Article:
Both ends of the spectrum: My 6 year old son Salahudeen and 6’ 10” M1 and Cage Warriors veteran Dave “The Iron Giant” Keeley.
At around this time, as if he had sensed his product was being mistreated, I received an email from Matt at Scramble HQ.In it was a handy pic of how the item should be used. The item is secured around a chin up bar or the handle of a kettle belletc. by feeding the sleeve end around the equipment and then through the loop at the other end. As you’re using the entire piece of material as opposed to a thin strip like some alternative products or the loop itself(as we had earlier), this method is infinitely more secure.
The view of many at the academy was that they would appreciate an illustrated guide setting out the basic exercises that can be performed. My simple experimentationhighlighted that there are a plethora of ways this product can be used. I’m sure many will, like we did, develop their own particular methods. With a company like Scramble which embraces the use of social networks, these methods could easily be shared and critiqued.
The final test
At least one other manufacturer has fielded a grip product for the BJJ crowd. Whilst not having tested it, I understand anecdotal reports suggested it ripped under stress.
Those of you of a certain age will remember the TV ad’s where a man was glued to a board and suspended in various dangerous situations. The aim was to show the strength of the adhesive. It was a good idea in the 80s so…The final test was securing the Grip Trainer to the large crane in our academy (it used to be a storage warehouse) and looking for a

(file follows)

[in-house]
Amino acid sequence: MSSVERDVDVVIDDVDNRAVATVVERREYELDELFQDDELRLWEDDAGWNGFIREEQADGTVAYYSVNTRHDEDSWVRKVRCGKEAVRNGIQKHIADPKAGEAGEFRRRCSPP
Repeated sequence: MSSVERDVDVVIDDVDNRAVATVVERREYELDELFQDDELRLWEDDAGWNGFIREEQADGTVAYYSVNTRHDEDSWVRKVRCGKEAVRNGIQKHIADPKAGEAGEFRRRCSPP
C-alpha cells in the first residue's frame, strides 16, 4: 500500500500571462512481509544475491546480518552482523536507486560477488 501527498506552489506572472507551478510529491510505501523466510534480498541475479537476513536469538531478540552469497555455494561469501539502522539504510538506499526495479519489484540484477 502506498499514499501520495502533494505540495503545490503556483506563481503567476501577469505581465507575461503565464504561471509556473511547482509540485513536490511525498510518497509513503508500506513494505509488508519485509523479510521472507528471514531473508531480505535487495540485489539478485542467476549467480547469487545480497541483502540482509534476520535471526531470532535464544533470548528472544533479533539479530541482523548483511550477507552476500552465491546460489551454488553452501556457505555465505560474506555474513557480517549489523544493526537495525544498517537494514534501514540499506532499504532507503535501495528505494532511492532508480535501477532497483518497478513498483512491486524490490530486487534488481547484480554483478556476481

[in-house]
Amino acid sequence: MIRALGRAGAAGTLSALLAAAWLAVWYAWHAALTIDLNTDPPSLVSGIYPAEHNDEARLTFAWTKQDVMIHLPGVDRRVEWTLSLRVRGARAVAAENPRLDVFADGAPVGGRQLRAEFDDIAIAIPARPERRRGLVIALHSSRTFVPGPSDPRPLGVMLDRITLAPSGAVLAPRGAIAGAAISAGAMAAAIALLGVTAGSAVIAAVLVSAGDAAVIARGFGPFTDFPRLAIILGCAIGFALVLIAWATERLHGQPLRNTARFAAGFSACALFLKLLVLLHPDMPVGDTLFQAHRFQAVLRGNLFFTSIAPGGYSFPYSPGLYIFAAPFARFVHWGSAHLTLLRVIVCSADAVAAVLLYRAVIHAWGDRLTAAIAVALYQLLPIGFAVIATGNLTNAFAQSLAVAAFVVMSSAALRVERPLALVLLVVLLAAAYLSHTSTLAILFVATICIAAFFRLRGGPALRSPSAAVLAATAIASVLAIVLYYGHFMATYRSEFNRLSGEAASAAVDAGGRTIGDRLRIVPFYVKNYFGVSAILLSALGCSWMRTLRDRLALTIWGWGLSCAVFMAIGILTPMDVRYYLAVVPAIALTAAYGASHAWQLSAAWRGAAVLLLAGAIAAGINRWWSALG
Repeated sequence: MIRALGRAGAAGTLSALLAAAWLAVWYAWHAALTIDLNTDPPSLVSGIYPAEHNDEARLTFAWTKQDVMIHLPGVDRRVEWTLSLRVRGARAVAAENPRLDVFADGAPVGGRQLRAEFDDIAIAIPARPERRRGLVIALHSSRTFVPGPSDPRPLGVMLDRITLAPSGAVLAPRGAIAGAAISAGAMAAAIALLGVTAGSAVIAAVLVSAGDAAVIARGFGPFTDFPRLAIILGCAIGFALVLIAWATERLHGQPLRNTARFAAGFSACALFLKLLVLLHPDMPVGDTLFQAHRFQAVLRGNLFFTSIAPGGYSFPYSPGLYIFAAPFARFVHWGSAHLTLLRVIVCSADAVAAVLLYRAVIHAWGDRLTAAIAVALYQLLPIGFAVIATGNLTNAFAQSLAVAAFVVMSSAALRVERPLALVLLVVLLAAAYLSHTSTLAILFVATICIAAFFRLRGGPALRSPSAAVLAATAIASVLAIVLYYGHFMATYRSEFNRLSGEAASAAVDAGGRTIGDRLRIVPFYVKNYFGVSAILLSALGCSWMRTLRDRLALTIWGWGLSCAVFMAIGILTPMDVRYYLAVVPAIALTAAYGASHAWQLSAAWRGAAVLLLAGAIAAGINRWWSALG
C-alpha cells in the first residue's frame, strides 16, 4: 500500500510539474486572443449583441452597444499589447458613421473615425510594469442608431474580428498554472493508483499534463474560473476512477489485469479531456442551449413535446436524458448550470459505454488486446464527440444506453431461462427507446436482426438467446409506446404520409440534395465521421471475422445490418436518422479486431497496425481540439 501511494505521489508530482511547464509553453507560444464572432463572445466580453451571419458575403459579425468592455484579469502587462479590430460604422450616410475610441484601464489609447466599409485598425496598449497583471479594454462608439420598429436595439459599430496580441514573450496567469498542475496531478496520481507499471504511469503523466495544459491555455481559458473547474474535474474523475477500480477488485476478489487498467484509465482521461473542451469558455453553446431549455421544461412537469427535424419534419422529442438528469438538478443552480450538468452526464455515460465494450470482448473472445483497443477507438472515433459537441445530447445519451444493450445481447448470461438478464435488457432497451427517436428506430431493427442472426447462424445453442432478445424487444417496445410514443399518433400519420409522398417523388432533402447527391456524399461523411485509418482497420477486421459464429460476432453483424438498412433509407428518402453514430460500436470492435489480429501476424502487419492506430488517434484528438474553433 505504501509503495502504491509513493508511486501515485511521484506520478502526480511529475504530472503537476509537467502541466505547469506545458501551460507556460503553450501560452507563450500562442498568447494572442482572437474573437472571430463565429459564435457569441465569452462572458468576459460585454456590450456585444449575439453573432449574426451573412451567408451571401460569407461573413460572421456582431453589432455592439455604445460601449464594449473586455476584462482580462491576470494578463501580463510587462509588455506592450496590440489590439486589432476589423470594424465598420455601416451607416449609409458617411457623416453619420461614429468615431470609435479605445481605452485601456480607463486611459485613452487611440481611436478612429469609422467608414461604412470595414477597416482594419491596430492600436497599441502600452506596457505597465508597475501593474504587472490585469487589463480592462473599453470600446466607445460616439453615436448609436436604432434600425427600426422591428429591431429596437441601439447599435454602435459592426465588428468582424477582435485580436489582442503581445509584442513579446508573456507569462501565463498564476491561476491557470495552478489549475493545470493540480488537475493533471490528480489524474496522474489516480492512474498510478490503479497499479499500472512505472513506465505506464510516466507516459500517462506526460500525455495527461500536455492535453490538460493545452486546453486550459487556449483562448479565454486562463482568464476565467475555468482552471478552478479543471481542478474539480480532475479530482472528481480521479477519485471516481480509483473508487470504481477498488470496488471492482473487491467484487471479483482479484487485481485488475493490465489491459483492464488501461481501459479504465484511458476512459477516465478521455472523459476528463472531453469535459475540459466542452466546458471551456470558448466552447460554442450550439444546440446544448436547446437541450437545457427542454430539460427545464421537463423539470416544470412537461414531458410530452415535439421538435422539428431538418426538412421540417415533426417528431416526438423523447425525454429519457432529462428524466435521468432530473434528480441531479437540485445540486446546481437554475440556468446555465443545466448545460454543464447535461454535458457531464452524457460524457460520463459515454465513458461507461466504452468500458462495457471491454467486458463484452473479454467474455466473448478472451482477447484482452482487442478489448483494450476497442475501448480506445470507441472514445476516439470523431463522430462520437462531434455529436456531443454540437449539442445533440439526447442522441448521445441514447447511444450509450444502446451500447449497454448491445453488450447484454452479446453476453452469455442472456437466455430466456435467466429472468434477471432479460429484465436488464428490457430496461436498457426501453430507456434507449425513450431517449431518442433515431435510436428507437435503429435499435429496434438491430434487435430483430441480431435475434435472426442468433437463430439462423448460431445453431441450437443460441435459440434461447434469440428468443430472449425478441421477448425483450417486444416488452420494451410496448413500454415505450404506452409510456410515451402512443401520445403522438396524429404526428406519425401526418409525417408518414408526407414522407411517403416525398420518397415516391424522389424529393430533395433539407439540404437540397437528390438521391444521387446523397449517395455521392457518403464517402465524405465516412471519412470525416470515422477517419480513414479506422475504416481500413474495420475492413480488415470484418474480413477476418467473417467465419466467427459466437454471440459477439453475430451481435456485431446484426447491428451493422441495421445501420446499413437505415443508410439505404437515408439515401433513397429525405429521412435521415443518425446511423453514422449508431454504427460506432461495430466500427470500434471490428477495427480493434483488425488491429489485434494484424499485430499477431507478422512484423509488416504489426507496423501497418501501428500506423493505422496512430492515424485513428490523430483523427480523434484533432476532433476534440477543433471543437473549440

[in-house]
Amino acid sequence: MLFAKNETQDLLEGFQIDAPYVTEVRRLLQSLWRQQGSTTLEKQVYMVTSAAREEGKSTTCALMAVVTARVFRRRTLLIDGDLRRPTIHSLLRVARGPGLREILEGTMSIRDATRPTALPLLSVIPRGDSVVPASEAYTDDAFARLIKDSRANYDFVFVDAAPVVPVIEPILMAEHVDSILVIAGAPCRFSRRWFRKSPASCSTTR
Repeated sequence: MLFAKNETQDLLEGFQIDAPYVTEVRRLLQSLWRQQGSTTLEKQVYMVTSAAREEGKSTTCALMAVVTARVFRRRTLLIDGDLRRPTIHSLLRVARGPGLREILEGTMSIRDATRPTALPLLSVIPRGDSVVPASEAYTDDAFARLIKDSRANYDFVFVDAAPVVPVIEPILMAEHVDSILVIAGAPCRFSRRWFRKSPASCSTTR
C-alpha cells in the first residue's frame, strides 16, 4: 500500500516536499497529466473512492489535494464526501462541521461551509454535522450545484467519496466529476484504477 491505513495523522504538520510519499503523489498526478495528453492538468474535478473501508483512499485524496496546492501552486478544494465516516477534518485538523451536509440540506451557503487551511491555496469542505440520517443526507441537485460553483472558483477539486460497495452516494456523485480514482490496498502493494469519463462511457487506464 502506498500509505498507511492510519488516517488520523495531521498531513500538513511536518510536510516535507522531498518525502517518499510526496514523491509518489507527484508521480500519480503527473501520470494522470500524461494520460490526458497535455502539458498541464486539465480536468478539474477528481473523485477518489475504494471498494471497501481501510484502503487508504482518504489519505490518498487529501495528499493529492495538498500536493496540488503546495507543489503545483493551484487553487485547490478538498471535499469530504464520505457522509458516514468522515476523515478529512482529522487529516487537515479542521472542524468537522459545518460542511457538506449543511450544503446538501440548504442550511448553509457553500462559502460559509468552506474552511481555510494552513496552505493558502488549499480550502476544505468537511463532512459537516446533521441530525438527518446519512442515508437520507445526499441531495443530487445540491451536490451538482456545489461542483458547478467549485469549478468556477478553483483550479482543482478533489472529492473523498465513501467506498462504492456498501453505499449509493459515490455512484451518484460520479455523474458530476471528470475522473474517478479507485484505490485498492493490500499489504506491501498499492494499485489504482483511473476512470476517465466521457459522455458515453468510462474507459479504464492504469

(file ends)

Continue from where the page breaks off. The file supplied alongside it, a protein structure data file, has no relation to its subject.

Final Thoughts & Conclusion
With its appearance many may quip “Why not just use an old gi?” Well there’s nothing to stop you but how many have a gi they are ready to butcher for such a use? More importantly the Grip Trainer, in terms of design and reinforcement, is made specifically for its intended use. Yes thesleeve that you grip is easy to replicate; the way you secure it to something is where this design seriously comes into its own.
All in all it is a very useful training aid which Scramble has manufactured to a characteristically high standard.
When you have the kit you then just need to find the time to use it. For the last few weeks I’ve been working in London and commuting on the Tube. Whilst being buffeted along the Central Line in conditions worse than the most severe side control you’ve been subjected to, I had an idea. The Mayor can bring BJJ to the masses and help commuters stay on their feet by securing grip trainers to all the bars in the carriages. Result!
Disclosure and credits:
Gul is a Blue belt 1 stripe training at Gracie Barra Sheffield under Prof. John Goldson. This report represents his own opinions, he is not employed, paid or otherwise connected with Scramble or Meerkatsu. My thanks to Gul for his guest post.
For further unbiased reviews of this product, you may wish to visit Powering Through's review of the Scramble grip trainers - http://www.powering-through.com/2012/03/preview-scramble-grip-trainer.html